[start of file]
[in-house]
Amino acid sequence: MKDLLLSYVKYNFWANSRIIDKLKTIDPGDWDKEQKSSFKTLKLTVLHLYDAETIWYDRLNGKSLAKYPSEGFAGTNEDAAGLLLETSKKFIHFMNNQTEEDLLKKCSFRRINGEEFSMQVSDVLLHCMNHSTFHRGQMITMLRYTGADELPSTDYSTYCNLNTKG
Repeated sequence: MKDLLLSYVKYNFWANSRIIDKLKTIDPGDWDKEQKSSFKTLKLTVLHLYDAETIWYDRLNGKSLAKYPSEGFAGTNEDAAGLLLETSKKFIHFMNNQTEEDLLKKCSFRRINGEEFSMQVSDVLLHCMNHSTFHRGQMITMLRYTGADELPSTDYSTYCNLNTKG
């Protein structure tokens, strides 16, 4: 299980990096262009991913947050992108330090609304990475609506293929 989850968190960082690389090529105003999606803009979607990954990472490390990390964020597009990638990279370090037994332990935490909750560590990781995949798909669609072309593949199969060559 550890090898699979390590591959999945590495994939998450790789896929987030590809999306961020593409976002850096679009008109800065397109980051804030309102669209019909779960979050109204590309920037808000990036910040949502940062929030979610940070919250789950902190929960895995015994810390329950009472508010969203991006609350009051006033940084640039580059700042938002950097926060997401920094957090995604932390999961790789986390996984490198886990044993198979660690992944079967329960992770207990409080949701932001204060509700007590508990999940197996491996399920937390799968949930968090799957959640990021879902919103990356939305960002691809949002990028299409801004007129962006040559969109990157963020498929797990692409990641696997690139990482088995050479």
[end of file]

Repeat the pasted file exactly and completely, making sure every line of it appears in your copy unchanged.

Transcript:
[in-house]
Amino acid sequence: MKDLLLSYVKYNFWANSRIIDKLKTIDPGDWDKEQKSSFKTLKLTVLHLYDAETIWYDRLNGKSLAKYPSEGFAGTNEDAAGLLLETSKKFIHFMNNQTEEDLLKKCSFRRINGEEFSMQVSDVLLHCMNHSTFHRGQMITMLRYTGADELPSTDYSTYCNLNTKG
Repeated sequence: MKDLLLSYVKYNFWANSRIIDKLKTIDPGDWDKEQKSSFKTLKLTVLHLYDAETIWYDRLNGKSLAKYPSEGFAGTNEDAAGLLLETSKKFIHFMNNQTEEDLLKKCSFRRINGEEFSMQVSDVLLHCMNHSTFHRGQMITMLRYTGADELPSTDYSTYCNLNTKG
């Protein structure tokens, strides 16, 4: 299980990096262009991913947050992108330090609304990475609506293929 989850968190960082690389090529105003999606803009979607990954990472490390990390964020597009990638990279370090037994332990935490909750560590990781995949798909669609072309593949199969060559 550890090898699979390590591959999945590495994939998450790789896929987030590809999306961020593409976002850096679009008109800065397109980051804030309102669209019909779960979050109204590309920037808000990036910040949502940062929030979610940070919250789950902190929960895995015994810390329950009472508010969203991006609350009051006033940084640039580059700042938002950097926060997401920094957090995604932390999961790789986390996984490198886990044993198979660690992944079967329960992770207990409080949701932001204060509700007590508990999940197996491996399920937390799968949930968090799957959640990021879902919103990356939305960002691809949002990028299409801004007129962006040559969109990157963020498929797990692409990641696997690139990482088995050479």